After astronauts fixed the lens on the Hubble space telescope, the satellite began sending back pictures of the cosmos that left all onlookers in awe. The beauty of those images often overshadowed the legitimate scientific progress the Hubble enabled.
So, in honor of the Hubble’s final servicing mission, Popsci.com and Mario Livio, a senior astrophysicist at the Space Telescope Science Institute and author of
Is God A Mathematician?, look past the pretty pictures and count down the ten most important scientific discoveries that the Hubble made possible.
10. The Source of Long Gamma Ray Bursts
In the 1960s, US satellites designed to detect gamma radiation from Russian nuclear testing began picking up huge radiation bursts from deep in space. For decades, no one knew where the bursts were coming from. When the Hubble went on line, scientists were able to track the gamma ray bursts back to galaxies with rapid star production, like the Large Magellanic Cloud galaxy (pictured). According to Livio, the gamma ray bursts occur when one of the galaxy’s massive stars collapses in on itself.
9. Accurate Measurement of the Hubble Constant
For years, scientists argued over the value of the Hubble Constant, a key component in the equation that measures the speed at which the universe expands. “Before the Hubble telescope, the estimates for the Hubble Constant were different by at least a factor of two,” said Livio. After analyzing Hubble pictures of far-off super novae (the remnants of one are pictured here), astronomers narrowed the value of the Hubble Constant down to within an error of five percent.
8. Stellar Populations
While some of the Hubble’s most notable pictures involved looking deep into space and time, it also made some important observations closer to home… if you consider 2.5 million light years close to home. Scientists knew very little about the histories of even our closest galactic neighbors (like the Andromeda galaxy shown here). But the Hubble, which can focus on individual stars in these galaxies, has allowed scientists to better understand the history of our corner of the universe.
7. Collision Images
Speaking of close to home, Hubble took one of its most important pictures of a planet right here in our own solar system. In 1994, fragments of the comet Shoemaker-Levy 9 hit Jupiter (pictured here), and Hubble provided the first ever recorded images of a collision between two bodies in space. Aside from simply looking cool, photos of the scars left by the collision provided new insights into the makeup of Jupiter’s atmosphere.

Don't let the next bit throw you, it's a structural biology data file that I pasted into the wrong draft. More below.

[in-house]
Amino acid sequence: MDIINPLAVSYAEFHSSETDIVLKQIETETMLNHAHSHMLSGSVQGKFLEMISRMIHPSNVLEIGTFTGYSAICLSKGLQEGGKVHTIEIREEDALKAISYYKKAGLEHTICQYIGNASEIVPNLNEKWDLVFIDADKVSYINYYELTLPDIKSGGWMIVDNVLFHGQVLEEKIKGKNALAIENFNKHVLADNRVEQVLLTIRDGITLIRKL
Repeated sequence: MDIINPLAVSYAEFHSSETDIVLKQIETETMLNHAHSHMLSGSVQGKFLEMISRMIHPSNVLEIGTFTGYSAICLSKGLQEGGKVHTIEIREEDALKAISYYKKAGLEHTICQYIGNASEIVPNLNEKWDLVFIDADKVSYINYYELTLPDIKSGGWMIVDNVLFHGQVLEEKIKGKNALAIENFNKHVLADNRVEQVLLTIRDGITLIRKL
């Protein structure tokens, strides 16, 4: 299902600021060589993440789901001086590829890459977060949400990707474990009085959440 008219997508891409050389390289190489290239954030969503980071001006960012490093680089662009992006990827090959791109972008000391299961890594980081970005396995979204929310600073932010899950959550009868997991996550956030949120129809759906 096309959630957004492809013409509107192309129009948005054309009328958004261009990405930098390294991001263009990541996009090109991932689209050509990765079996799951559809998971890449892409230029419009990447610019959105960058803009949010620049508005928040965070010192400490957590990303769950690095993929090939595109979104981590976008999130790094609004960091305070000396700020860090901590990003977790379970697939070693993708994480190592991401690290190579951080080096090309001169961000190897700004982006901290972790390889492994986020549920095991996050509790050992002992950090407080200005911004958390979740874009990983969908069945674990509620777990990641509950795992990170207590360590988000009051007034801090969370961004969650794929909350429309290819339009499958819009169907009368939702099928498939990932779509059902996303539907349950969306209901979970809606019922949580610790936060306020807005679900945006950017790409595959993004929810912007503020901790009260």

6. Counting Planets
Naturally, being the egocentric species that we are, contemplating the mysteries of the cosmos inevitably leads to the question of whether life exists on other planets. To answer that question, we need to know just how many other planets there are. Pictures from the Hubble went a long way towards answering that question. By capturing images of the solar debris disks that eventually coalesce into planets (like the disk shown here around a star in the Orion nebula), the Hubble showed that planets are far more common than scientists previously thought.
5. Extrasolar Planets
And while we’re on the subject of extrasolar planets, the Hubble also snapped the first shot of a planet outside of our solar system. Before this picture of a planet around the star Fomalhaut was taken, scientists had to calculate whether a star had a planet by evaluating the star’s wobble. With the Hubble, the astronomers could just take a picture of the planet itself.
4. Black Holes
Astronomers had been theorizing that super massive black holes laid at the center of galaxies for years, but it wasn’t until the Hubble actually took a shot of one of those black holes that the debate was put to rest. “Not only did Hubble discover that there are black holes in the center of the galaxies, but it discovered that there was correlation between the size of the black hole and the size of the bulge,” said Mario Livio, a senior astrophysicist at the Space Telescope Science Institute and author of
Is God A Mathematician?. “Before that, we did not know that there was a black hole in the center, and definitely did not know that relationship.”
3. Deep Field Shot
This is one of the cases where the aesthetic beauty of one of Hubble’s pictures matched up with its scientific value. The Hubble Deep Field Shot, the most magnified picture of a spot of the sky ever taken with optical light, provided this gorgeous image, and gave scientists the information they needed to accurately calculate the age of the universe.
2. Dark Matter
Long theorized and to this date never directly observed, dark matter may make up as much as 22 percent of the material in the universe. Because dark matter doesn’t reflect or emit light (hence the name), it cannot be viewed with a telescope. However, dark matter still exerts a gravitational pull on the light that passes by it, bending the light like a lens. The Hubble was able to take a picture of light bent by the gravitational lens of nearby dark matter, thus detecting the previously undetectable. This is a picture of light from the galaxy cluster Abell being warped by a gravitation lens from dark matter.
1. Dark Energy
According to the theory of General Relativity, the gravitational pull of every object in the universe would eventually slow, and then reverse, the expansion of the universe. For years, that’s what astronomers assumed was happening. Then came Hubble. “Arguably the most important Hubble discovery is that of dark energy, which is this form of energy that propels the expansion of the universe,” said Livio. “We knew since the late 1920s that the universe was expanding, but thought that this expansion would be slowing down. Instead, we discovered in 1998 that this expansion was speeding up.” This momentous discovery came from measuring light emitted by super novae, like the explosion of the star Sanduleak -69° 202a, pictured here.